And I tell you, make friends for yourselves by means of unrighteous wealth, so that when it fails they [those “friends”] may receive you into the eternal dwellings. (Luke 16:9)
But the day of the Lord will come like a thief, and then the heavens will pass away with a roar, and the heavenly bodies will be burned up and dissolved, and the earth and the works that are done on it will be exposed.  Since all these things are thus to be dissolved, what sort of people ought you to be in lives of holiness and godliness,  waiting for and hastening the coming of the day of God... (II Peter 3:10–12)
Do you see? Not only is a fear-less life one willing to give everything for Jesus in this life (including physical life itself), but it's also one that looks beyond this life; beyond one's physical death to the next life.
Therefore, the resurrection of Jesus should not only free us from the “fear of death”, it should free us for a life of faith... yes, today... but today in light of tomorrow.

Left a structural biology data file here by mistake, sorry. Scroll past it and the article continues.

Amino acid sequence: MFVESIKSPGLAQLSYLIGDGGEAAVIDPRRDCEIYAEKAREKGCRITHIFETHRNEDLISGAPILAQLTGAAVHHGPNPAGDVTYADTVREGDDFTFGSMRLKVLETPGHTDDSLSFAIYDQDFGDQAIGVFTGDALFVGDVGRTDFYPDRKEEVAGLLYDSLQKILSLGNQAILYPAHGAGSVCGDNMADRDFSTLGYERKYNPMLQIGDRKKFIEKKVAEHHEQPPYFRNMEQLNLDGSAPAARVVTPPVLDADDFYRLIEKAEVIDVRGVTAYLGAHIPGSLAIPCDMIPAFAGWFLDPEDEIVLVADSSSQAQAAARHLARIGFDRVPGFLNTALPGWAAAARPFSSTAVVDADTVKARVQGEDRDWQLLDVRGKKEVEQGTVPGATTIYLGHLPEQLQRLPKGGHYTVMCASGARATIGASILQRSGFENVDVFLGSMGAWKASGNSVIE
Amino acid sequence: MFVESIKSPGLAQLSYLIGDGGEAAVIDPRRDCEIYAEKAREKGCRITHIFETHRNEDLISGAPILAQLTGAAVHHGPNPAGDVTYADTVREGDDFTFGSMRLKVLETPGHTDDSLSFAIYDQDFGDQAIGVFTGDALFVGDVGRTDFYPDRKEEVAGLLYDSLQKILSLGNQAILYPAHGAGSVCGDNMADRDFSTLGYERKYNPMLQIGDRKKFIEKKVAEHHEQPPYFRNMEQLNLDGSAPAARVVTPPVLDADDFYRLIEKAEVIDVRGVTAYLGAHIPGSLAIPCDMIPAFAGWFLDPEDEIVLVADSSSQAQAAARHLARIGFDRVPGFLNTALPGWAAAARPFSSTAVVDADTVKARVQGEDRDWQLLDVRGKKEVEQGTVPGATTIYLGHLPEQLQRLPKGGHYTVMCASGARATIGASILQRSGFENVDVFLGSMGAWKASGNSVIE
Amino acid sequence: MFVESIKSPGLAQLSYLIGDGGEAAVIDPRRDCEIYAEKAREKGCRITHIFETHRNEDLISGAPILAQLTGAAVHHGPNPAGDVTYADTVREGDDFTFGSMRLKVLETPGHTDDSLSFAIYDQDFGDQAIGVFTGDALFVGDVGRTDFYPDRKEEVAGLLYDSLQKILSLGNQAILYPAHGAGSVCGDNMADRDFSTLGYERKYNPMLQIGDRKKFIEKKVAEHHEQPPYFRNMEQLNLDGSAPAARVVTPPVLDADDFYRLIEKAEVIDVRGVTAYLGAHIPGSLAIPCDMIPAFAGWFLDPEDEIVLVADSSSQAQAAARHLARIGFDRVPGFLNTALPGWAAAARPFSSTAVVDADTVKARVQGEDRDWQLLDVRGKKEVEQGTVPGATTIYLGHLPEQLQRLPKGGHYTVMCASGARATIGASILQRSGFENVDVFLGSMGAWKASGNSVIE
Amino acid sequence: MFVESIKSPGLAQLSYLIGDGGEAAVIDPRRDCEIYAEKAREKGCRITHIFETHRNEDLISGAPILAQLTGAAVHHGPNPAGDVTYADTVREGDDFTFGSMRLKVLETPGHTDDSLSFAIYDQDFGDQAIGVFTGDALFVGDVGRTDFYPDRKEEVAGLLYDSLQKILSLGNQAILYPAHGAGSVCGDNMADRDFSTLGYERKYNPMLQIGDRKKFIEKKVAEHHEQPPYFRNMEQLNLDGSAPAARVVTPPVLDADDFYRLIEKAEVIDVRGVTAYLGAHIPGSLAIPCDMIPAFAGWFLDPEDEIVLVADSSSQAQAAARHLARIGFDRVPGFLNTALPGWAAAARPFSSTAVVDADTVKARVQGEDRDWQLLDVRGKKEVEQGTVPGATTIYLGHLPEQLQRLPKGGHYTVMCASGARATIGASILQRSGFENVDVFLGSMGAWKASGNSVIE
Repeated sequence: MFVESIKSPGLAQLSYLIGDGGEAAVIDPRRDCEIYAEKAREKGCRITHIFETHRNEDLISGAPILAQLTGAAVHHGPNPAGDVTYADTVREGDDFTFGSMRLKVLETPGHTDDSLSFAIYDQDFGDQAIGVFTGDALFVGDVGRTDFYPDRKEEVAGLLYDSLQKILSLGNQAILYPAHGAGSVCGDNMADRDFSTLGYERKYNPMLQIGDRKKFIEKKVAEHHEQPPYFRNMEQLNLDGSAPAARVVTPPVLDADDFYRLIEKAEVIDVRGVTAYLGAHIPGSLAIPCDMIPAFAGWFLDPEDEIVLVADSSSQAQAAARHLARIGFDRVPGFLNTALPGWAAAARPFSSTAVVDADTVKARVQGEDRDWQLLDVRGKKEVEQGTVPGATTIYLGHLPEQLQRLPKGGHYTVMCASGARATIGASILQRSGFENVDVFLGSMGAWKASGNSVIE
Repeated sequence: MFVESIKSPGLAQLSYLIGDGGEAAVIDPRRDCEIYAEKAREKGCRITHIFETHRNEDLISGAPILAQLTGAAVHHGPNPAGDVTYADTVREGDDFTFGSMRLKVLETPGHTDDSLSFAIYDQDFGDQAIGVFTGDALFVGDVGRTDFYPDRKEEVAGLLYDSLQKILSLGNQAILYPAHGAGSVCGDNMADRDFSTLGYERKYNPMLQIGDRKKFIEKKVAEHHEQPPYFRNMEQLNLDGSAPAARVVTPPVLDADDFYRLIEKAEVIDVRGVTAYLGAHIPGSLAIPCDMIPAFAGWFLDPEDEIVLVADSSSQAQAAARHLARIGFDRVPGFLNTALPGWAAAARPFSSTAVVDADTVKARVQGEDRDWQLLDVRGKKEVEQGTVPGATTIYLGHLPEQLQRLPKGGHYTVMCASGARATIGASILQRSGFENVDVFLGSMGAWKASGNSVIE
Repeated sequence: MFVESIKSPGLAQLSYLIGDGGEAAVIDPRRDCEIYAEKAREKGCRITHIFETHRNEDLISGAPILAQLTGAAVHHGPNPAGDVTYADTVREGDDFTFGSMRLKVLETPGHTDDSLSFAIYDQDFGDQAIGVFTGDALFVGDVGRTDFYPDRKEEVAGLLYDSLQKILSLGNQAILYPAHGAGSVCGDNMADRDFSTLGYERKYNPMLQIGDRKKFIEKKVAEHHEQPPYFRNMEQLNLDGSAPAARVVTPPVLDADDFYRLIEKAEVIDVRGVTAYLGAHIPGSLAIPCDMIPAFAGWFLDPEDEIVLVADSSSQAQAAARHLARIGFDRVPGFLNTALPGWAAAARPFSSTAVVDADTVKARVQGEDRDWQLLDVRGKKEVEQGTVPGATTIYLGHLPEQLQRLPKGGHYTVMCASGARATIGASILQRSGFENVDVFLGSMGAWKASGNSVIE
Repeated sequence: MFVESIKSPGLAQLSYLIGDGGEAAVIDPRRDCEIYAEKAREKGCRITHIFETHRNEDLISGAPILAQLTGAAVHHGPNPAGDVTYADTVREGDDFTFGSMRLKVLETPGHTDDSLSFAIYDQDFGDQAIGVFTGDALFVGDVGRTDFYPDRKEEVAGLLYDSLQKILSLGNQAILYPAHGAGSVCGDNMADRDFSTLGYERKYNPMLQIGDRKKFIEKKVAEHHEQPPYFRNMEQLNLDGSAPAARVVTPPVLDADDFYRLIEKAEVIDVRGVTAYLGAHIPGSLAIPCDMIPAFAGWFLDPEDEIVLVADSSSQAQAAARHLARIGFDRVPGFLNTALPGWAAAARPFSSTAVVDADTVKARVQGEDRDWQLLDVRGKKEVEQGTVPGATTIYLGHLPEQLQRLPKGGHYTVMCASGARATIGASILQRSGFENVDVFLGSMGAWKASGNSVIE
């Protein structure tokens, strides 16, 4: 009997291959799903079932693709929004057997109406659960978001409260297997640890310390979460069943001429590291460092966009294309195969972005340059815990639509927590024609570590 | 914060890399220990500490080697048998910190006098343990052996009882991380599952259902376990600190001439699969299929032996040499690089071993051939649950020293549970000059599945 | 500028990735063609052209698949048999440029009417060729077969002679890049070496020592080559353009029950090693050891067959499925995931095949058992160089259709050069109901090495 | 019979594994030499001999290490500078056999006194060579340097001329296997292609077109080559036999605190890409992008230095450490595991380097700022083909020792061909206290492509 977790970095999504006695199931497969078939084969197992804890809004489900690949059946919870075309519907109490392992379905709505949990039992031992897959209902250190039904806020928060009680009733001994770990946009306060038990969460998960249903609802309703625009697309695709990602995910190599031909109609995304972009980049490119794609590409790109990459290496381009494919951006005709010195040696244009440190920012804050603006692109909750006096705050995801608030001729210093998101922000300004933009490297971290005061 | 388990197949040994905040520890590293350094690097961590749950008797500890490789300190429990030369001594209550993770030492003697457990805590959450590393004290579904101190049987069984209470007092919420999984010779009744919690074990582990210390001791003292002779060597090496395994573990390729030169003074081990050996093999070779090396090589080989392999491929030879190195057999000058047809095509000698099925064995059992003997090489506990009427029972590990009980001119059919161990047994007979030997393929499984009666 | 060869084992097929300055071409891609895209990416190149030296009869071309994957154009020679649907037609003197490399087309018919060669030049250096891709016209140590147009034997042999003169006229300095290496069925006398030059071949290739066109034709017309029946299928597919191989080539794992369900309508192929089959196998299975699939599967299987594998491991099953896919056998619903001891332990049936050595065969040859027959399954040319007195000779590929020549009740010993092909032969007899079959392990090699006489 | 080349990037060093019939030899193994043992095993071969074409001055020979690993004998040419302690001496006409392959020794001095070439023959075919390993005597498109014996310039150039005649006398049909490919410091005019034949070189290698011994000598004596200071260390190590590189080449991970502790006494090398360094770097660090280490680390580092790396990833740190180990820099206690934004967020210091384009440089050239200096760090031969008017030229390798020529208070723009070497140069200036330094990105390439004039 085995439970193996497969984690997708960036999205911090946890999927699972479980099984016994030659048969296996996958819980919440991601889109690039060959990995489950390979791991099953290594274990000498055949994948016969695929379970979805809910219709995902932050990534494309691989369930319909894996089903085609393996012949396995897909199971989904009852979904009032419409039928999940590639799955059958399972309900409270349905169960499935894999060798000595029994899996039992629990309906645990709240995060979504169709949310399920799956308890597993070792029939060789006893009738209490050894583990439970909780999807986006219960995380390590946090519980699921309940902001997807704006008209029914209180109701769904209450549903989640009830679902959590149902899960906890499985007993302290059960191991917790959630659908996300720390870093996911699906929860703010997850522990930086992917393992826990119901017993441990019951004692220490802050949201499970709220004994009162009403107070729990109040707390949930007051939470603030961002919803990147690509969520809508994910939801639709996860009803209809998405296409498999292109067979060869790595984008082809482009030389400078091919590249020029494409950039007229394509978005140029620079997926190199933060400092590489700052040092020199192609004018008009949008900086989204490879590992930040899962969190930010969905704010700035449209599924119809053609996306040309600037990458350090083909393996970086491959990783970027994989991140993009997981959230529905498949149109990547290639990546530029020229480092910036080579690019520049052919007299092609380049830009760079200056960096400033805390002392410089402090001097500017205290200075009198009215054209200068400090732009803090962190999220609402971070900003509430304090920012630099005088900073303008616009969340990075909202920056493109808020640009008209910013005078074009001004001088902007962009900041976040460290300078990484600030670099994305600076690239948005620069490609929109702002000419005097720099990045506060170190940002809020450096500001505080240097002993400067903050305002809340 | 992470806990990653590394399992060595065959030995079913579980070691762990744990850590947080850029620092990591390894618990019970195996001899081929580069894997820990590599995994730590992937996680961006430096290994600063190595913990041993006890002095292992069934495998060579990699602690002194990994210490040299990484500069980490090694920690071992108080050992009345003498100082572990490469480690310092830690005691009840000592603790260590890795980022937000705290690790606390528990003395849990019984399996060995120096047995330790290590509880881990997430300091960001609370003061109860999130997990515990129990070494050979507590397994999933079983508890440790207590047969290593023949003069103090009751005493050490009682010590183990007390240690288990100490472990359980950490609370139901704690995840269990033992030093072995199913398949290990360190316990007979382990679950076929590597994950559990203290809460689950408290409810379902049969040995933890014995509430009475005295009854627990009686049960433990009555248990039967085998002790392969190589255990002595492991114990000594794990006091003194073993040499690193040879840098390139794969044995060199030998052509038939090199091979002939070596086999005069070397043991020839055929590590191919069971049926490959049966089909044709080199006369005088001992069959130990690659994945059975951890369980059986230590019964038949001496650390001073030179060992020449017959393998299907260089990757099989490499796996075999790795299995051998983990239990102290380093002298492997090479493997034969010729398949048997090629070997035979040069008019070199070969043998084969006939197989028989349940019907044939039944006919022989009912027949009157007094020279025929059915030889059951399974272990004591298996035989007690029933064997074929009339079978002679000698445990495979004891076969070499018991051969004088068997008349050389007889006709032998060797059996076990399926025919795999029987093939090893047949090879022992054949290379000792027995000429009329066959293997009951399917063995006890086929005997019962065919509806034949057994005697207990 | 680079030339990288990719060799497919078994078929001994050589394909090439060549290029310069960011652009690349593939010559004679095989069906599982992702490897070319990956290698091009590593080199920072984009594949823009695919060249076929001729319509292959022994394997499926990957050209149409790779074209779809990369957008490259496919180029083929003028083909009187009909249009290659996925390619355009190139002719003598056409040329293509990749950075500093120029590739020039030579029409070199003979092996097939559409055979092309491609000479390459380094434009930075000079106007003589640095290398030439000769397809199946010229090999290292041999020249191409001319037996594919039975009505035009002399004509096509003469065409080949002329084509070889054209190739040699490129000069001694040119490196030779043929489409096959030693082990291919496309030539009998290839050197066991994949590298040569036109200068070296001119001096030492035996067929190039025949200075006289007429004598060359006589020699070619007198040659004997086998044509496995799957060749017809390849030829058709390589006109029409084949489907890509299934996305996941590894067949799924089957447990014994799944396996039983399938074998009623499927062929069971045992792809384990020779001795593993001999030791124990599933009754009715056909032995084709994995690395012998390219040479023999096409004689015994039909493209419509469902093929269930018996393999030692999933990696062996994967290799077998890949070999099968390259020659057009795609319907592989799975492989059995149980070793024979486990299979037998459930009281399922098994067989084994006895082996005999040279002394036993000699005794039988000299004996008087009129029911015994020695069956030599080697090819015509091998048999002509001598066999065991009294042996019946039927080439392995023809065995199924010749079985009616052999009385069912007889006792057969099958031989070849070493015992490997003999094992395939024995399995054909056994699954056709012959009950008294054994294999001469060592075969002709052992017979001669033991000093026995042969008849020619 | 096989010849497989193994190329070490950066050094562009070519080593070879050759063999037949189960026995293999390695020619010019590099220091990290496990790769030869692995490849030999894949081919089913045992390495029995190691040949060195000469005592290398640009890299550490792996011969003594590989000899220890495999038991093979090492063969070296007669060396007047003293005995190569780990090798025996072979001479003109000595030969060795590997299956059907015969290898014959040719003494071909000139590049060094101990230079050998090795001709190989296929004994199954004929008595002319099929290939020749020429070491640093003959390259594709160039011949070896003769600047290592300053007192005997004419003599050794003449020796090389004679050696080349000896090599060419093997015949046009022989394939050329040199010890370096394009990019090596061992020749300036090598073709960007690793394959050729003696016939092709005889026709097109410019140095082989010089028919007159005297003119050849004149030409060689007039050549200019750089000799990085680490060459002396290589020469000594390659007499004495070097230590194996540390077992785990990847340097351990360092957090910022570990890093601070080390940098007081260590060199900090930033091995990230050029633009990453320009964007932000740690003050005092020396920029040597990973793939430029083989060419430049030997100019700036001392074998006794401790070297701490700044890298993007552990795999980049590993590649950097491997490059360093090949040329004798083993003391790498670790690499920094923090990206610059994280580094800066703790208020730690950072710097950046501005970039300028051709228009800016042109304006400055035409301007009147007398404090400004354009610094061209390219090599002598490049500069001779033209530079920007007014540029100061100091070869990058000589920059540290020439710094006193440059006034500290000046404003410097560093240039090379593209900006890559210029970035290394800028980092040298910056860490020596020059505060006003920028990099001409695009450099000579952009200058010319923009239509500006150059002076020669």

However you might be struggling, please know that today, God stands ready to help you. He wants you to know the emancipation of Easter. He wants you to walk in the emancipation of Easter. He wants Easter to be your favorite day, not simply because you were set free. But because you were set free by the Son... to know the Father... through the power of the Spirit.
Let's give thanks to God for the victory of Jesus, and the freedom his life makes possible.